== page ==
Questions remain over model Ivana Smit’s death

Dutch model Ivana Smit was found dead on a balcony of a condominium in Kuala Lumpur.(Instagram pic)

PETALING JAYA: A year ago today, Dutch model Ivana Smit was found dead on a balcony of a condominium in Kuala Lumpur.

Her death hogged headlines after it was revealed that the 18-year-old model was found in the nude at about 3pm on the balcony of a sixth-floor CapSquare Residence unit off Jalan Dang Wangi – 14 storeys below where she had spent the night.

Salacious details of threesomes and frequent drug use added to the intrigue.

Police initially classified the case as sudden death, to the dismay of her family.

Smit had stayed at the home of American businessman Alex Johnson and his Kazakh wife Luna Almaz on the 20th floor. Almaz claimed that she had sex with Smit on the day the model died. The couple also claimed that they had occasional intercourse with her.

The couple said they first met Smit at a nightclub on Oct 31 last year, and even arranged overnight babysitting for their daughter so they could spend time together with Smit at a 5-star hotel in Kuala Lumpur.

The Johnsons said they were out at a nightclub with her on the night of Dec 6. Footage shows the trio returning to the condominium in a drunken state.

The following morning, on Dec 7, Almaz claimed she had gone out to send her daughter to school, returning home at 8.15am. She and Smit then proceeded to have intercourse, and Almaz said she went to sleep at 10.15am.

She told the UK’s Daily Mail that when she woke up some three hours later, she saw Smit’s belongings in the house, but did not see her around. She assumed that the model had gone for a photoshoot.

However, she and her husband were shocked when later that afternoon, police informed them that Smit, who moved to Malaysia when she was three and lived for 13 years in Penang with her grandparents, had been found dead.

An inquest was ordered after pressure from Smit’s family, who claimed that there were elements of foul play.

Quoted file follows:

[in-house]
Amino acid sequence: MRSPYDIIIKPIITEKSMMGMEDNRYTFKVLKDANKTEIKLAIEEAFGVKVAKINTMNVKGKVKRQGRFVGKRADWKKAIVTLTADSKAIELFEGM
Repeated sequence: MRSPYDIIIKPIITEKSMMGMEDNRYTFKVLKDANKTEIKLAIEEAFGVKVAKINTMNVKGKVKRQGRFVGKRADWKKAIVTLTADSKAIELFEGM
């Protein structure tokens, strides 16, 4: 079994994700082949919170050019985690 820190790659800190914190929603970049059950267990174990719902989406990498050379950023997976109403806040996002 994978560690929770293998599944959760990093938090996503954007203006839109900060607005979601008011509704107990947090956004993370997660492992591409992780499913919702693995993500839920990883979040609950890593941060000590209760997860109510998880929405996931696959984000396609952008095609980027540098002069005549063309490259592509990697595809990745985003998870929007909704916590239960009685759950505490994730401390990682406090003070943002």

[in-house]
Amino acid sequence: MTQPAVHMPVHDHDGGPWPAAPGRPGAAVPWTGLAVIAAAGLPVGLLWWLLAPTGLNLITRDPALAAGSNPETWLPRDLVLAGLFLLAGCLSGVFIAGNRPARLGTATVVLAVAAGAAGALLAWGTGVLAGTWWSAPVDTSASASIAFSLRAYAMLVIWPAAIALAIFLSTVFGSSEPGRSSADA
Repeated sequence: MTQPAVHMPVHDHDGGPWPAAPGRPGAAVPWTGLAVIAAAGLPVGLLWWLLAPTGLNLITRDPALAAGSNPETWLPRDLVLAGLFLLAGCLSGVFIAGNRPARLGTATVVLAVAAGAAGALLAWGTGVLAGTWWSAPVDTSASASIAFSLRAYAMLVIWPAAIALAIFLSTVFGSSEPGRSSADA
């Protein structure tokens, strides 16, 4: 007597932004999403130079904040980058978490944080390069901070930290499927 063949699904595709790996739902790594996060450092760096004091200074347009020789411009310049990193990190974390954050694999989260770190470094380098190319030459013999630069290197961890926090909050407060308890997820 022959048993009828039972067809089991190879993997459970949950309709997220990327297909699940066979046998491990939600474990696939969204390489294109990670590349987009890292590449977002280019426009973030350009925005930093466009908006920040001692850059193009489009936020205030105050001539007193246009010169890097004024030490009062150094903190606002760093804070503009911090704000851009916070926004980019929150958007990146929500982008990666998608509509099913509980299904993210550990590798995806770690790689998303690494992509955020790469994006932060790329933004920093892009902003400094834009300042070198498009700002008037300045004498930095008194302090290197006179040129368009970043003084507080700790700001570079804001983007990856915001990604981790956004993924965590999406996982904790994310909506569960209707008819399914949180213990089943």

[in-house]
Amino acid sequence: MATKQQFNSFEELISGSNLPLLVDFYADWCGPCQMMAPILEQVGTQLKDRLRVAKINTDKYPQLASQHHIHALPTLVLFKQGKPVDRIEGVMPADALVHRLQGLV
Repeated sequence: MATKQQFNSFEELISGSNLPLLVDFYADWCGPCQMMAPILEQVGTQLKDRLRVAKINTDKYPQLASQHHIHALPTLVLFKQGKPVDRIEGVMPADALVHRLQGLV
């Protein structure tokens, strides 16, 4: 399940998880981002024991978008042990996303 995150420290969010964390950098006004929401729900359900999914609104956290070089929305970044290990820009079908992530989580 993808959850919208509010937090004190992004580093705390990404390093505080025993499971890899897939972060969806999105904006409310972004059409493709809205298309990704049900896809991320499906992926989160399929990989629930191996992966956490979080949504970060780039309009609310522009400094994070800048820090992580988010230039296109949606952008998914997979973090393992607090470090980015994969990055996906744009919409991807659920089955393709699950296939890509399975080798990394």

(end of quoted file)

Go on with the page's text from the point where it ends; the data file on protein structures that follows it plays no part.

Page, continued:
A post-mortem by Dutch pathologist Dr Frank van der Goot found bruises on Smit’s upper arms, suggesting a struggle likely took place before she fell over the balcony. However, two Malaysian pathologists disagreed.

Forensics medicine specialist Dr Nurliza Abdullah and her junior Dr Zunaizah Hilmi from Hospital Kuala Lumpur testified that Smit had died because of blunt-force trauma consistent with falling from a height.

Zunaizah has since retracted all her “opinion-based” testimony from the inquest.

There were also traces of cocaine, cannabis, alcohol, polymethylmethacrylate (PMMA), among others, the combined effect of which could have knocked her out, the inquest heard.

The inquest has also heard conflicting testimonies from witnesses and also the police investigating officer (IO) who contradicted what was said about the events of Dec 7.

Among others, the occupant of the sixth-floor condominium unit had testified that he found Smit’s body on the balcony when he returned home but a police witness said he had told her that he was mopping and was in the unit when the body fell.

In another instance, one of Smit’s close friends testified that Smit had asked him, through Johnson, about getting drugs. He was later reprimanded in court for “fibbing” as Smit could not defend herself against these claims.

Meanwhile, the second and final IO for the case, Faizal Abdullah, said he never saw a broken glass bottle captured on camera by a police photographer in the living room of the 20th-floor condo unit, despite being the first to arrive on Dec 7.

During the five-month inquest, several police witnesses were rapped for not doing a good job or not being forthcoming in their testimonies.

The inquest has also seen witnesses retracting their testimonies, and police officers admitting they did not use gloves or protective wear when they entered the crime scene, or use police tape to cordon off the area.

Faizal and SN Nair, the lawyer holding a watching brief for Smit’s family, have argued in court over whether a Sudden Death Report (SDR) or an Investigation Paper (IP) would have been more appropriate. Nair believes the latter would have been better.

However, an SDR, which is usually opened by the police when the deceased is believed to have died due to natural causes, was used in this case. IPs are more general and take into consideration other causes of death such as murder or foul play.

Another contention put forth by Nair in court was that Johnson and Almaz could have been further investigated if an IP was opened, given that a DNA report in April found Johnson’s DNA sample underneath Smit’s fingernails.

The couple has since left the country. They have also not shown up at the inquest to testify.

The inquest came to a close on Dec 5 and Coroner Mahyon Talib will deliver the verdict on Jan 22 on how Smit died.